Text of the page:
- Team spirit! Mounted games are one of very few true team activities you can do on horseback, besides team penning. It’s fun to cheer your friends on at competition, but wouldn’t it be more fun face the challenge of the egg-and-spoon race together? It’s also a great chance to make new friends, if you’re looking to join a team.
A lot of our customers switch between disciplines at some point during their riding journey. Here in central Kentucky, there are eventers everywhere you look, but in other areas of the country, there are fewer events available and the prospect of “testing the waters” with a three-phase competition can sound a little daunting.
If you’ve been curious about trying the sport, you’ll be pleased to hear some good news from the U.S. Eventing Association this month. The USEA Membership Committee has been looking for ways to encourage riders to give eventing a whirl, and are introducing a new division where riders (both children and adults) can receive instruction from their trainers as they ride their dressage tests or courses. This will be called the Beginner Novice – Assistance Allowed division, which will be an unrecognized division but available at recognized events that choose to host it.
Beginner Novice is the lowest recognized level of eventing (though a lot of events include “starter” or “greenie” divisions with smaller fences for newcomers, too).Maximum height for beginner novice fences is 2’7. The USEA’s idea is that this is a great fit for children who are rapidly moving up from the greenie or equivalent levels, but who aren’t quite ready to ride a full trial independently. It’s also a great confidence-booster for adults who are just beginning in the sport, or who may have had a negative experience and want to try again.
Want to learn more? Check out USEA’s press release on the new division.
This week on our blog, we’re beginning a series helping our customers and readers get to know the many and various horses and ponies who model our tack over at www.twohorsetack.com. Since our tack fits a wide variety of sizes and breeds of horse, we’ve developed a portfolio of different models to show off our products. We’re fortunate to be based in central Kentucky, where there are a wide variety of breeds available to wear colorful tack, and we’re also thankful that our models’ owners have been so gracious to let us photograph them over the years.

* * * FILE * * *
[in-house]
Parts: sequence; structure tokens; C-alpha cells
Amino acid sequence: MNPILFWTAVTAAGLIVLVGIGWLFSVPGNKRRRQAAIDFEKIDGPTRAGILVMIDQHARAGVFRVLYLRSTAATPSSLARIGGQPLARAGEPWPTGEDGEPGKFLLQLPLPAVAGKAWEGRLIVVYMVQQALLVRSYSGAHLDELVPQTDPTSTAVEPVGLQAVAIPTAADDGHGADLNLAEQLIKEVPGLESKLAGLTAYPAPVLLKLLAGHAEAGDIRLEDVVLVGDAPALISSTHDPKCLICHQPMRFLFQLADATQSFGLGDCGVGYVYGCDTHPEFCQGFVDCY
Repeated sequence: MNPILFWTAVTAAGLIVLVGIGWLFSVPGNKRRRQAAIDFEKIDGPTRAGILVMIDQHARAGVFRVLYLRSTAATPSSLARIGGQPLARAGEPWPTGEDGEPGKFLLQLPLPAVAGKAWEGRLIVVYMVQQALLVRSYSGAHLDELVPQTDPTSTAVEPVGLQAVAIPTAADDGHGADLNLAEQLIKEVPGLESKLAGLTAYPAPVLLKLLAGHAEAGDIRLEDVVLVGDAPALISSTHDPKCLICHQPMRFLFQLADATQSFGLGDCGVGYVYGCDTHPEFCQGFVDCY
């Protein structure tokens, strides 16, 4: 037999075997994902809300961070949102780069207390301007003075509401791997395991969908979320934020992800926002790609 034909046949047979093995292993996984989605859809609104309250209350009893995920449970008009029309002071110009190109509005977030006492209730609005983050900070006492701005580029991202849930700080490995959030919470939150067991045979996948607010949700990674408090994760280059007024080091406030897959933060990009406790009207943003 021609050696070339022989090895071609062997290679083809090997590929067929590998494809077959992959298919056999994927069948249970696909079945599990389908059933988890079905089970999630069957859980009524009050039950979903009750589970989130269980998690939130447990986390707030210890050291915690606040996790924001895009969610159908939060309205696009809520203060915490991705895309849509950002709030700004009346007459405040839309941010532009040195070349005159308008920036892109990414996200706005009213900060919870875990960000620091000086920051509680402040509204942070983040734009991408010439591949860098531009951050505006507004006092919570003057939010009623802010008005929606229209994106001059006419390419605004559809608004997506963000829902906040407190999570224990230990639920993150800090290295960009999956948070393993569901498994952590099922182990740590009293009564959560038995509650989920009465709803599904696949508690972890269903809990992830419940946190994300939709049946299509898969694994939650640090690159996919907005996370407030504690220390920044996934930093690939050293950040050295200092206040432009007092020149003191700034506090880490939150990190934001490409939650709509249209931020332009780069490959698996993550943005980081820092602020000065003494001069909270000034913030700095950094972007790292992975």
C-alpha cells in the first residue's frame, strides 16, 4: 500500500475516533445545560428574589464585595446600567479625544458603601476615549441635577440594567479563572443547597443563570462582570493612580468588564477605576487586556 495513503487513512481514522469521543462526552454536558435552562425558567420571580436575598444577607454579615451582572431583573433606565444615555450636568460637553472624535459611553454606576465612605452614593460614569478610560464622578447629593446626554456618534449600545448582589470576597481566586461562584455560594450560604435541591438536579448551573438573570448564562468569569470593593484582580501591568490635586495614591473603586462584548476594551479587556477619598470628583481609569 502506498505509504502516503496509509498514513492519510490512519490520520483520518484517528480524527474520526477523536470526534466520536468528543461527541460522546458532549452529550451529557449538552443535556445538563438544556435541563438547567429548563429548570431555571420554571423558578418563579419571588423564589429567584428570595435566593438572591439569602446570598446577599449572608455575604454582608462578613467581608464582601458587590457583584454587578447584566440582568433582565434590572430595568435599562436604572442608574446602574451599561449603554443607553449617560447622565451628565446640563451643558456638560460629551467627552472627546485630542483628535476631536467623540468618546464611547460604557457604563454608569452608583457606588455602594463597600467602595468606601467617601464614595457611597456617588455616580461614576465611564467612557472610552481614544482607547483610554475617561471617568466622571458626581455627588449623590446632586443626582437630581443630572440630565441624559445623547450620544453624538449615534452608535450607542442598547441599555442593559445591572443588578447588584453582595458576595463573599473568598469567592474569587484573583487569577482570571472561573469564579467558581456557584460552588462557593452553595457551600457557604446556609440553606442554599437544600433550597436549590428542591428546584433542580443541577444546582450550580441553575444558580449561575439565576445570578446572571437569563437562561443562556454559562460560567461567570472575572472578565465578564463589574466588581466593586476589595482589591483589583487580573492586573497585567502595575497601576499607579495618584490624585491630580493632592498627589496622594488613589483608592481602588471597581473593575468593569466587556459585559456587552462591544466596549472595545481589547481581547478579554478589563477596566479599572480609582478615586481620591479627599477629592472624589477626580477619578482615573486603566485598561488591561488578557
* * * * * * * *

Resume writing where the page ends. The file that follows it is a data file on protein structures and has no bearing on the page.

Meet Flash, a 22-year-old Missouri Foxtrotter gelding. Flash and his human Marissa have been together for 12 years. Like many youngsters, Marissa tells us she grew up dreaming of owning a horse and bought Flash with money she saved up from petsitting in her neighborhood when she and Flash were both 10 years old. She found him in an online sale ad.
In twelve years, Flash has carried not just Marissa but her friends and family members, and even one of her professors at Asbury University in central Kentucky. He’s mostly a trail horse, but Marissa introduced him to ranch and cow work–which was initially a little intimidating for Flash.
“When working cows for the first time he was so nervous, but once he realized that if he pushed towards the cows they would move away from him he had a blast,” Marissa told us. “He loves having a job and always strives to do his best in whatever he does.”
Marissa thinks of Flash as Mr. Reliable, her right hand man, who will put up with just about anything–even as he has begun losing his eyesight due to cataracts.
“Scary obstacles are now our biggest challenge,” she said. “Him trusting me with new scary obstacles is very hard for him sometimes but he pushes through.”
Missouri Foxtrotters are a breed that many people may not have heard of, and Marissa says they’re a blast to work with, and extremely versatile.
“They have, in my opinion, the smoothest gait to ride out on the trails all day that actually covers ground,” she said.
See Flash’s work in action on our online shop.
Back by popular demand, we have chosen the Australian or barcoo-style bridle as our giveaway item for November–so if you’ve been craving downunder style, this is your time to strike!
Our Australian-style bridle is rugged yet simply elegant, letting your horse’s facial structure shine through without a noseband. This bridle is simple and light, making it a great option for Western or trail riders, or even a good back-up bridle to have with you in a pinch.
As with all our bridles, it’s double-stitched for added depth and strength, and the industry-tested beta biothane is tough enough to deal with whatever your horse can throw at it without so much as a single crack or sun faded spot.
Entering our tack giveaway is so simple–we don’t demand that you share the contest on your every social media profile (although if you want to, we’d appreciate it). All you have to do is fill out a short form and–BONUS–you automatically get a $5 coupon code after form submission just for entering. Check it out.
If you regularly show your horse at United States Equestrian Federation-recognized events, you have one more thing to take care of before you load up the trailer next season (besides the extra leadline, of course–you did remember to order an extra one, right?).
In case you haven’t already heard, USEF has declared that beginning December 1, all horses at sanctioned shows must be vaccinated against equine influenza virus and equine herpesvirus within the past six months. If you’re shipping into a show grounds for one of these events you’ll need to have proof of vaccination for your horse.
The guidelines are in line with the recommendations of the American Association of Equine Practitioners, which suggests twice annual boosters for both these diseases for horses leaving the farm frequently.